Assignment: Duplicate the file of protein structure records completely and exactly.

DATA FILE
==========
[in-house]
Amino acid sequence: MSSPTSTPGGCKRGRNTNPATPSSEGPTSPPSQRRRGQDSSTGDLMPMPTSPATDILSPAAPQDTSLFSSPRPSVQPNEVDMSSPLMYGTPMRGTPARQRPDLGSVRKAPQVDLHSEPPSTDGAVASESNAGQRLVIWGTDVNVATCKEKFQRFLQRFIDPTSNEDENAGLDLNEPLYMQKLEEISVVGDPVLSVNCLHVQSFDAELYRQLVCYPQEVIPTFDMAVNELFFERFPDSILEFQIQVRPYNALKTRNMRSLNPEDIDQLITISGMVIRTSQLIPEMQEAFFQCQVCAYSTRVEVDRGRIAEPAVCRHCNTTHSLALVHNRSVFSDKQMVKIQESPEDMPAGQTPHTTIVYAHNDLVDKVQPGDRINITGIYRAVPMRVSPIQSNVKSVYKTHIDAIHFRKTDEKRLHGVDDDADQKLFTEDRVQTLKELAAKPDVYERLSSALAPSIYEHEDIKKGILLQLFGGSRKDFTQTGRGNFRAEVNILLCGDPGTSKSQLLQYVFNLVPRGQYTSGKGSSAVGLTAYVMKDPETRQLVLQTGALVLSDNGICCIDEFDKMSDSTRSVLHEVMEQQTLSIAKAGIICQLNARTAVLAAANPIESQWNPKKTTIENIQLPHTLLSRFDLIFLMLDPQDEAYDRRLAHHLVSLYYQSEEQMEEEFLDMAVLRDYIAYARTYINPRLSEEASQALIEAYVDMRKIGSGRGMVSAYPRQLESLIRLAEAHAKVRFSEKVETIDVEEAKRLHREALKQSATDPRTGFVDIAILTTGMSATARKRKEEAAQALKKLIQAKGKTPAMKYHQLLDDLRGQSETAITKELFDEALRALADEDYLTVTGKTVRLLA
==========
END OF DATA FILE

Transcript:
[in-house]
Amino acid sequence: MSSPTSTPGGCKRGRNTNPATPSSEGPTSPPSQRRRGQDSSTGDLMPMPTSPATDILSPAAPQDTSLFSSPRPSVQPNEVDMSSPLMYGTPMRGTPARQRPDLGSVRKAPQVDLHSEPPSTDGAVASESNAGQRLVIWGTDVNVATCKEKFQRFLQRFIDPTSNEDENAGLDLNEPLYMQKLEEISVVGDPVLSVNCLHVQSFDAELYRQLVCYPQEVIPTFDMAVNELFFERFPDSILEFQIQVRPYNALKTRNMRSLNPEDIDQLITISGMVIRTSQLIPEMQEAFFQCQVCAYSTRVEVDRGRIAEPAVCRHCNTTHSLALVHNRSVFSDKQMVKIQESPEDMPAGQTPHTTIVYAHNDLVDKVQPGDRINITGIYRAVPMRVSPIQSNVKSVYKTHIDAIHFRKTDEKRLHGVDDDADQKLFTEDRVQTLKELAAKPDVYERLSSALAPSIYEHEDIKKGILLQLFGGSRKDFTQTGRGNFRAEVNILLCGDPGTSKSQLLQYVFNLVPRGQYTSGKGSSAVGLTAYVMKDPETRQLVLQTGALVLSDNGICCIDEFDKMSDSTRSVLHEVMEQQTLSIAKAGIICQLNARTAVLAAANPIESQWNPKKTTIENIQLPHTLLSRFDLIFLMLDPQDEAYDRRLAHHLVSLYYQSEEQMEEEFLDMAVLRDYIAYARTYINPRLSEEASQALIEAYVDMRKIGSGRGMVSAYPRQLESLIRLAEAHAKVRFSEKVETIDVEEAKRLHREALKQSATDPRTGFVDIAILTTGMSATARKRKEEAAQALKKLIQAKGKTPAMKYHQLLDDLRGQSETAITKELFDEALRALADEDYLTVTGKTVRLLA